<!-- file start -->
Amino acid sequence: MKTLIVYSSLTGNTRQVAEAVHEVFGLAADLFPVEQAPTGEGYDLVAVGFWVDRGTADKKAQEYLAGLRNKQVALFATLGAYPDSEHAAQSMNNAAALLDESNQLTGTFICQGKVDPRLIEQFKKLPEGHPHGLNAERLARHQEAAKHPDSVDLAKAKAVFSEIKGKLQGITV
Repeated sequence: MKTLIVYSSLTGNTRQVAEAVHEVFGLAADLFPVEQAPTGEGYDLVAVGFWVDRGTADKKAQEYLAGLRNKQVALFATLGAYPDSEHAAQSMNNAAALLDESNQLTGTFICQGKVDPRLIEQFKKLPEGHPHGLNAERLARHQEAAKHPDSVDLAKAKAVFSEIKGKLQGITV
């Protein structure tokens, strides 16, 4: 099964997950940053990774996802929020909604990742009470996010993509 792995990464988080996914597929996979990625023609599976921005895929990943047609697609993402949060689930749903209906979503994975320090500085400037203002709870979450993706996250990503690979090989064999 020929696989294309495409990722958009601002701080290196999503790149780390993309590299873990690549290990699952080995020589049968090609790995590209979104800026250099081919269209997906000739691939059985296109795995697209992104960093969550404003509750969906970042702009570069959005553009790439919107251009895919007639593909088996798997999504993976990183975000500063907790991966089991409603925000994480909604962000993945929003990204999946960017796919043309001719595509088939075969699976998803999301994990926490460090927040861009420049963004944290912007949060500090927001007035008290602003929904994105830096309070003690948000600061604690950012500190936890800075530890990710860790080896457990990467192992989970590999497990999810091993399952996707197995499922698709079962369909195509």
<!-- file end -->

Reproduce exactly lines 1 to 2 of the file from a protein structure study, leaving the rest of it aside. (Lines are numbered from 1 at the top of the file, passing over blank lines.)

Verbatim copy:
Amino acid sequence: MKTLIVYSSLTGNTRQVAEAVHEVFGLAADLFPVEQAPTGEGYDLVAVGFWVDRGTADKKAQEYLAGLRNKQVALFATLGAYPDSEHAAQSMNNAAALLDESNQLTGTFICQGKVDPRLIEQFKKLPEGHPHGLNAERLARHQEAAKHPDSVDLAKAKAVFSEIKGKLQGITV
Repeated sequence: MKTLIVYSSLTGNTRQVAEAVHEVFGLAADLFPVEQAPTGEGYDLVAVGFWVDRGTADKKAQEYLAGLRNKQVALFATLGAYPDSEHAAQSMNNAAALLDESNQLTGTFICQGKVDPRLIEQFKKLPEGHPHGLNAERLARHQEAAKHPDSVDLAKAKAVFSEIKGKLQGITV